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Jason Furness


Four States of Mind, Part 2

Getting to productive and profitable

Published: Tuesday, July 18, 2017 - 11:02

Following on from yesterday’s column (which can view here), we explore the right-hand side of the diagram below and see the outlook you can adopt that is the most productive for you personally. Transitioning the thought processes of your team to this ideal quadrant is a necessary and highly productive way to approach leading your organization forward.

Bottom right

The bottom right quadrant is where we combine a very clear mind, and a state of fear. Here we are absolutely clear on what we need to do, and why this action is sensible and appropriate. Yet we are still afraid. Here is the domain of the paralyzed!

The procrastinator, the academic, the slight modifications insisted upon as a means of delay. “Waiting for the time to be right” taken to the nth degree. A failure to act is one of the four killer mistakes I see when I am looking at why organizational change programs have failed.

Most of us have done this. Most of us will do it again in the future.

“The whole purpose of planning and preparation is to mitigate the uncertainty, to take the fear out of it so there’s not chaos.”
—Frances Townsend

Top right

The top right quadrant is where we have both clarity and confidence. This quadrant is where we want to be! When we are in this quadrant as individuals or as an organization, we are highly productive and at times we are unstoppable.

Transitioning yourself, and then your team, into this quadrant should be your goal. Then you can easily move them to take action.

“You’ve done it before, and you can do it now. See the positive possibilities. Redirect the substantial energy of your frustration and turn it into positive, effective, unstoppable determination.”
—Ralph Marston

How it works

In reality we are all moving in and out of these quadrants continuously. As individuals and as organizations, we will be in different quadrants on different issues at the same time. No one person or organization can always be up there in the top left at all times, on all issues, in all situations.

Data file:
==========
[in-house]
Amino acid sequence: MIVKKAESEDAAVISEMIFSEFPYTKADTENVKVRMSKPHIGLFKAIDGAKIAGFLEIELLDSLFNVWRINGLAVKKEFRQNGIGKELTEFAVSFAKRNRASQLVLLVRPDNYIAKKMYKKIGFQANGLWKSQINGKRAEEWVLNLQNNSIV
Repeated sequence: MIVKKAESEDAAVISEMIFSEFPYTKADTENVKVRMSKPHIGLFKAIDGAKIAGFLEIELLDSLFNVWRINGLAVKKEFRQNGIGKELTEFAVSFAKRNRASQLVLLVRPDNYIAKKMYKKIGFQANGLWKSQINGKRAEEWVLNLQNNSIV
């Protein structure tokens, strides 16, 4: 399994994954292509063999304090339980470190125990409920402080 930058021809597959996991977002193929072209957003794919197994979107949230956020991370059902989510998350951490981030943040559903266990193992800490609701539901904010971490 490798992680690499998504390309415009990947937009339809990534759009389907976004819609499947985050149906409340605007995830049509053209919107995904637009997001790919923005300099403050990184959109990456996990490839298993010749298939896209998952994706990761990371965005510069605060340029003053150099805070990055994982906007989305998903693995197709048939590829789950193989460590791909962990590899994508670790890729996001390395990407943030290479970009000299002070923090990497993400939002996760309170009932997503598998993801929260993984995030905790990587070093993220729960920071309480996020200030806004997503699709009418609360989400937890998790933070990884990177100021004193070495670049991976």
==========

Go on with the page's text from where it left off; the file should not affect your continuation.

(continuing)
The beauty of using this model is to assess where you are personally placed on an issue or occurrence and then assess where your team is collectively, as well as the position of key individuals. You can then adapt your communication and leadership style to best help the team progress into the productive quadrant of the model.

Open discussion of this model has proven to be very helpful to assist people to self-assess where they are and give them insight into why they may be reacting in the manner in which they are.

Play with the model, plot where you currently sit on issues facing your business. Plot where you think key team members are sitting. You may gain some excellent understanding about why things are not moving as fast as you want them to, as well as some ideas on how to approach things differently in order to get the outcome you are after.

This is an excerpt from the book, Manufacturing Money (Amazon Digital Services, 2015) by Jason Furness and Michael McLean. See article on Manufacturship blog.


About The Author

Jason Furness’s picture

Jason Furness

Jason Furness, CEO and founder of Manufacturship, is an executive coach who provides lean manufacturing training and lean consulting in a pragmatic, hands-on way that gets clients results in a fast and sustainable manner. Furness oversees the development and delivery of Manufacturship’s curriculum, leads the mentoring of business owners and managers, and sponsors all client projects. During his 20-year career he has led 30 transformation projects for small and medium-sized enterprises. Furness is the co-author of Manufacturing Money: How CEOs Rapidly Lift Profits in Manufacturing (Amazon Digital Services, 2015).